“As temperatures increase with climate change, there is a tendency for more crop destruction from locust swarms,” Stringer said. “It’s difficult to control them as well because the kinds of pesticides that are used tend to damage other insects too, so can be very disruptive to food webs.”

“The combination of climate change and pest invasions on top of other climate impacts and Covid-19 point towards the need for researchers to consider the multiple interactions between different hazards,” Stringer said. “We need a more joined up approach that takes into account whole systems if we are to be able to adequately protect livelihoods and support food security.”

What next?

Despite the push from states in doing what they can to address these severe climatic events, protecting the people and ensuring stability, for medium- and long-term change to take place, the provinces need to prioritise planning in an integrated way, according to ecologist Harini Nagendra.

“Currently, state plans are largely created and implemented in silos – energy, transport, construction etc,” Nagendra said. “We need an integrated plan that cuts across these, for example, looking at transport in a way that also encourages behavioural transitions to public transport while strengthening public transport, or which focuses on the implications of reduction in carbon emissions for social justice and systemic issues as well.”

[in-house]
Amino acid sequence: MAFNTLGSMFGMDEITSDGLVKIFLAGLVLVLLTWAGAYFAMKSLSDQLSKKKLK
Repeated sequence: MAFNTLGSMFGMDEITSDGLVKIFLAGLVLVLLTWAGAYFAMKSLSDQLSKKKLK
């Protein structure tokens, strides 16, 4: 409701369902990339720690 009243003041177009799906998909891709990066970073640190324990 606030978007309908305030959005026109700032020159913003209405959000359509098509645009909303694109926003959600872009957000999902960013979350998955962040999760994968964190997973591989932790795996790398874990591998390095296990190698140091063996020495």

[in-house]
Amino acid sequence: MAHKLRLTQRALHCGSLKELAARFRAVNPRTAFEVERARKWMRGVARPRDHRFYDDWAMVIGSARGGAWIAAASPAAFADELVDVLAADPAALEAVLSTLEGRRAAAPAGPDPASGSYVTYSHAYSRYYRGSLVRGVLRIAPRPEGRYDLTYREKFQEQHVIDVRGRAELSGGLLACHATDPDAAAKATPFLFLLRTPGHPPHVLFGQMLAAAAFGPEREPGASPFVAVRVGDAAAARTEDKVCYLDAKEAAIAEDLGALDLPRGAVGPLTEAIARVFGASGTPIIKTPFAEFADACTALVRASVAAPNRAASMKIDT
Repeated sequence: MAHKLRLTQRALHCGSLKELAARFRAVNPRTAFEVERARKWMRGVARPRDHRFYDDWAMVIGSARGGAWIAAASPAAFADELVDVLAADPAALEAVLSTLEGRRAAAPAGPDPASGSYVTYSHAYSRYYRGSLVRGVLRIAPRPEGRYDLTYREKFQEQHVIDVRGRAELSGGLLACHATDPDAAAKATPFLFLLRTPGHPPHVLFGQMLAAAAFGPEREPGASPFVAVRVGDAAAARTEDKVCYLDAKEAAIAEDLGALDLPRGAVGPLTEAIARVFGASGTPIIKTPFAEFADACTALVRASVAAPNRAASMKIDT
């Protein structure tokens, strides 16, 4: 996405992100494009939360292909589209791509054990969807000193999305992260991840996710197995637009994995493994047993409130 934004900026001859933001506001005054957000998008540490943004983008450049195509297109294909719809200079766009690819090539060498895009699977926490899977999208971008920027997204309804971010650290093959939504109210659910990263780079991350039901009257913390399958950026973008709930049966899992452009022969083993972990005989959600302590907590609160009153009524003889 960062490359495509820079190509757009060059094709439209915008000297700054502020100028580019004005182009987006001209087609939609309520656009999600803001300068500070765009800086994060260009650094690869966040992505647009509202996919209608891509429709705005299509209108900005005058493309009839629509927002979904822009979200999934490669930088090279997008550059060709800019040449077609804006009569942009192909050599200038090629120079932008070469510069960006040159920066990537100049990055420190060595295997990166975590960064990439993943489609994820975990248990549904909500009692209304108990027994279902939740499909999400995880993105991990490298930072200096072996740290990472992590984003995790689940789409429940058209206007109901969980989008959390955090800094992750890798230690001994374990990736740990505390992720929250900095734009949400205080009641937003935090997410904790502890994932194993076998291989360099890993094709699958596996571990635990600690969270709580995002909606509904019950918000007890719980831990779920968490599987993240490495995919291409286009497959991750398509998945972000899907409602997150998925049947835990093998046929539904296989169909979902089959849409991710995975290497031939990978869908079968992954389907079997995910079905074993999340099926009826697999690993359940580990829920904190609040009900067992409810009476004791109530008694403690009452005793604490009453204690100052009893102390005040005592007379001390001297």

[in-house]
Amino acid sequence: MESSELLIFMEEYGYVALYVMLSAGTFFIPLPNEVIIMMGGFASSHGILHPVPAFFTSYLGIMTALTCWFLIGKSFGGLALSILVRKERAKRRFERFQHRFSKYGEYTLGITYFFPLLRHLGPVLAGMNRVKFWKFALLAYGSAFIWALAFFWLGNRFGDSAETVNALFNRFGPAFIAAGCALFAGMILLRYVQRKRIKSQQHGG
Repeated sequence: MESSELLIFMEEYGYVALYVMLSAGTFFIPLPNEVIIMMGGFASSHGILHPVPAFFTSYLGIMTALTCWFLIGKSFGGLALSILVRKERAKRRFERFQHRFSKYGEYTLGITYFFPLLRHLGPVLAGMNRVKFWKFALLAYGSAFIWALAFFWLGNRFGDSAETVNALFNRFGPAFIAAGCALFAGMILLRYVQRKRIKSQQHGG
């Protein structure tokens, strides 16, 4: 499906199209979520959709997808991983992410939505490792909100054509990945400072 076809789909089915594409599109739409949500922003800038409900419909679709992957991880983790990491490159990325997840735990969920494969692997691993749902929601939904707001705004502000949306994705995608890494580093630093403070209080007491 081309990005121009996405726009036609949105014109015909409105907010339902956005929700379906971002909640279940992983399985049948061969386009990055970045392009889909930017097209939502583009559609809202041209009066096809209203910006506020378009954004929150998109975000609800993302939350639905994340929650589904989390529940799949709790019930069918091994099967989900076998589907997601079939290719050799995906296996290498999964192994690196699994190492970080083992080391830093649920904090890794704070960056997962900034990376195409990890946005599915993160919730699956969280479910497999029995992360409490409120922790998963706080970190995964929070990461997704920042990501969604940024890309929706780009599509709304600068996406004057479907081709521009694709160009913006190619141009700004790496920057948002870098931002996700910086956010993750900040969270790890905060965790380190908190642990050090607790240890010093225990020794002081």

There is also need for a focus on nature-based solutions for climate change, Nagendra said. “For instance, coastal areas need to look at restoring mangroves instead of building protective walls,” she said. “Heat-prone areas need to focus on planting trees and restoring water bodies in addition to white roofs and phone-based SMS alarms for dealing with heat waves.”

When it comes to the impacts of human-induced climate change, science and policy need to work simultaneously to ensure states are prepared for the grim future predicted by climate scientists. These include steps taken by the government of Gujarat to address climate vulnerabilities using scientific models.

As more frequent extreme events arise in the medium to long-term future, the more vulnerable states in particular need to be equipped to combat the aftermath of such events and avoid major climate catastrophes.

The Under2 Coalition is enabling states to do that by bringing collaboration and knowledge for states to commit to ambitious climate actions in line with the Paris Agreement. The fight against climate change can only be won if social justice is coupled with climate action to ensure no one gets left behind as we tackle one of the biggest threats the country has seen



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  • Publication date 05 Aug 2020